Lots of other milestone events and activities followed. The Torrance Armed Forces Parade during the month of May came into the picture. The club assisted the Torrance PD in staging the participating units for the parade. Sometimes as many as 5 different Divisions took part in the parade. This was all accomplished due to Dick, W6ATT, and his contact with the City of Torrance.  The club picked up W6SBA as a vanity call, and with the 220 repeater announcing our call all over the southland it became well known throughout the area.

VE sessions are being held on a regular basis on the 2nd Saturday of even months.  The annual Field Day has become a very important event for the club.  It is now being held on top of the West Parking Structure at Torrance Memorial.  The hospitality the Medical Center offers is greatly appreciated, and we continue to nurture our relationship with them.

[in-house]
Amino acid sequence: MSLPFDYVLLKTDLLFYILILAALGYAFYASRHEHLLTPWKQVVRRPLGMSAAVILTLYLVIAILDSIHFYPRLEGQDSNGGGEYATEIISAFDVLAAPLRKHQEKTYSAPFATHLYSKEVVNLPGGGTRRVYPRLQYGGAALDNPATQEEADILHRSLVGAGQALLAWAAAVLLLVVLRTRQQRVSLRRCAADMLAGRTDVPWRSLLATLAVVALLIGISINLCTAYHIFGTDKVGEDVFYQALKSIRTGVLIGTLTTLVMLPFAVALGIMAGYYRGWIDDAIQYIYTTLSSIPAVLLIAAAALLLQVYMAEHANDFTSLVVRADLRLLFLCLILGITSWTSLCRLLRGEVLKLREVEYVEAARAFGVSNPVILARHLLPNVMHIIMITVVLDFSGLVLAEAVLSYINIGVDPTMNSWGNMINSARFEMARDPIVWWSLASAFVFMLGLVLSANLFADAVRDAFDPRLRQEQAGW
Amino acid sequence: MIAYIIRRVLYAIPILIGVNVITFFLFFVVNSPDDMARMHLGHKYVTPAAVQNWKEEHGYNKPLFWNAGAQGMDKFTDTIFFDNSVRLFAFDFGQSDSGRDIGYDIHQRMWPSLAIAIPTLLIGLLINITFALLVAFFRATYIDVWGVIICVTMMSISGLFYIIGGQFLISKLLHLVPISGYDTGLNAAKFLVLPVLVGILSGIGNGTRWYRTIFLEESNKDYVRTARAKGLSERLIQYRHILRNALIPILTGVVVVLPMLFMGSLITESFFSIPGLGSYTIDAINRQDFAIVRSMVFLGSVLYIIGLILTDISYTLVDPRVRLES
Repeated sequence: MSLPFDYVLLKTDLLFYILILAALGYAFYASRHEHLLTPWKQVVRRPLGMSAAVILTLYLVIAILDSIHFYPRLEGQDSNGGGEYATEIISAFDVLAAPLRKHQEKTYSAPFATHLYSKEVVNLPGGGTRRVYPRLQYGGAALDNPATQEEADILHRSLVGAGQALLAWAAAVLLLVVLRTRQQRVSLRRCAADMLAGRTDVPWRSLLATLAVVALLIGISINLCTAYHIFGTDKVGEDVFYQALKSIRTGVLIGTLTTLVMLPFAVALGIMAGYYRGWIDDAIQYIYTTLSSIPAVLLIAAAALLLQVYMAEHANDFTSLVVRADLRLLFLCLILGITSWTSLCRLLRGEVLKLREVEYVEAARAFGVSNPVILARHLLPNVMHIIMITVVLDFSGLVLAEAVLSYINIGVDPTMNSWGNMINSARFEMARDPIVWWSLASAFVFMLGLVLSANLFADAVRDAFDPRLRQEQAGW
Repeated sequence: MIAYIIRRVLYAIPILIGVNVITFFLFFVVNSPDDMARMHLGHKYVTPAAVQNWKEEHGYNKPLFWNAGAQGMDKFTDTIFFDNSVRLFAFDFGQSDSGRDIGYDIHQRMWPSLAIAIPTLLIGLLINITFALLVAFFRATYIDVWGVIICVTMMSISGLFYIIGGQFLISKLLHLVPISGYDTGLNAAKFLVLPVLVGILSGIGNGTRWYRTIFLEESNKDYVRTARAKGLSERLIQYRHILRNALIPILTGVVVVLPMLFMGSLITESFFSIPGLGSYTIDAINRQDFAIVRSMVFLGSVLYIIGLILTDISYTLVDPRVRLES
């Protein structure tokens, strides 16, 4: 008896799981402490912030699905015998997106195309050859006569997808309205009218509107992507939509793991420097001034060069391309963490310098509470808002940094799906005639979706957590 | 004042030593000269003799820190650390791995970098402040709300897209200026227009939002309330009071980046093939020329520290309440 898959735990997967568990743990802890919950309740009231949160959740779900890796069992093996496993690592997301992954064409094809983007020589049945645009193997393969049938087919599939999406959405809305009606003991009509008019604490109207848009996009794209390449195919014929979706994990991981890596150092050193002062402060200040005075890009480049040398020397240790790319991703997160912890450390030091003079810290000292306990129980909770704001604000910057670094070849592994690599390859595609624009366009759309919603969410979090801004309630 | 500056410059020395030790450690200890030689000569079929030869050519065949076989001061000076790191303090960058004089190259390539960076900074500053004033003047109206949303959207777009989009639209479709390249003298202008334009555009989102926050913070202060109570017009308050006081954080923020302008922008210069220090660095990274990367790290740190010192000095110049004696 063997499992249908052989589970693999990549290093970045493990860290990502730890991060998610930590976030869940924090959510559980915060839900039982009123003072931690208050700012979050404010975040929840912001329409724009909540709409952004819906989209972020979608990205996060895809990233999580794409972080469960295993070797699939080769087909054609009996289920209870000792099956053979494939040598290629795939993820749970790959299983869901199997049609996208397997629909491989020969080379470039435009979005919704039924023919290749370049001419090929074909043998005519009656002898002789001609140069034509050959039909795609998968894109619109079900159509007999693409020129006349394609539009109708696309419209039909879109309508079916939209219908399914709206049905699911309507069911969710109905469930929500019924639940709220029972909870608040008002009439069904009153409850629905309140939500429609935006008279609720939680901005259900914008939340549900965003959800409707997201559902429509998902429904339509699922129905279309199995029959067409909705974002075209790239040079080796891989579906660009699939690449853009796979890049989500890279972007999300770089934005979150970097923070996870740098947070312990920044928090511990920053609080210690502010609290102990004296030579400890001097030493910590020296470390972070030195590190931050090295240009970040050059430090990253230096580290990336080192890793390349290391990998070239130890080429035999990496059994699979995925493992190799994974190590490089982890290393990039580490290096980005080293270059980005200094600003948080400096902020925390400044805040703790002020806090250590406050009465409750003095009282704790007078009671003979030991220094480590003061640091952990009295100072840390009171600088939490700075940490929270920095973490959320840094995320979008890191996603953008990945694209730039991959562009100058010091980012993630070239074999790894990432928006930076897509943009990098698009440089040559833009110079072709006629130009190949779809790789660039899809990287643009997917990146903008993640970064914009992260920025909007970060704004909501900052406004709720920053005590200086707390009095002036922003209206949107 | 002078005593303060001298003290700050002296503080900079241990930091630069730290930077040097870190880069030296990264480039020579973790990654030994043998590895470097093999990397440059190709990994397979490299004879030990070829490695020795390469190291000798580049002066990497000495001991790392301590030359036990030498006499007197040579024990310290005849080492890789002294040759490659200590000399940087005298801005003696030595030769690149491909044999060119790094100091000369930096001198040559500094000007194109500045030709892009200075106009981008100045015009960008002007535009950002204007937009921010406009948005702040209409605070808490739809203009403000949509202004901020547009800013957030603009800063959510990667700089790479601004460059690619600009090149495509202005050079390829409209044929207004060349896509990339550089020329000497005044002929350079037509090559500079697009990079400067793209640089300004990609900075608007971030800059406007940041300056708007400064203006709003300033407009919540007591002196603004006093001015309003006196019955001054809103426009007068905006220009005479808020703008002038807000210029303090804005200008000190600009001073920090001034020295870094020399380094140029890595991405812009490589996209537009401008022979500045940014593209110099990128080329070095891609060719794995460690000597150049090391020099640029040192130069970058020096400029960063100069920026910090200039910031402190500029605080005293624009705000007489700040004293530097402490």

The Club sponsors many social event such as picnics and luncheons. Breakfast after the TRW swap meet is a popular event, as well as so many other gatherings. We have had some challenges, as some may see us as having an aging membership which needs less physical activities, but loves social gatherings.  These days, cell phones and other technologies are taking over, and it is proving challenging to get younger people involved.

The membership numbers have been maintained as a result of the hard work of the officers. The club repeater remains active in providing free access for our members, as well as the ham community at large. Respect and admiration for the club, and being recognized by our fellow hams, is an important goal for any club. The South Bay Amateur Radio Club, W6SBA, celebrates at least 45 years as a beacon for new hams, as well as the older hams in our midst.  We thank all those having made this success for our club possible.

Thank you.

Joe, WB6MYD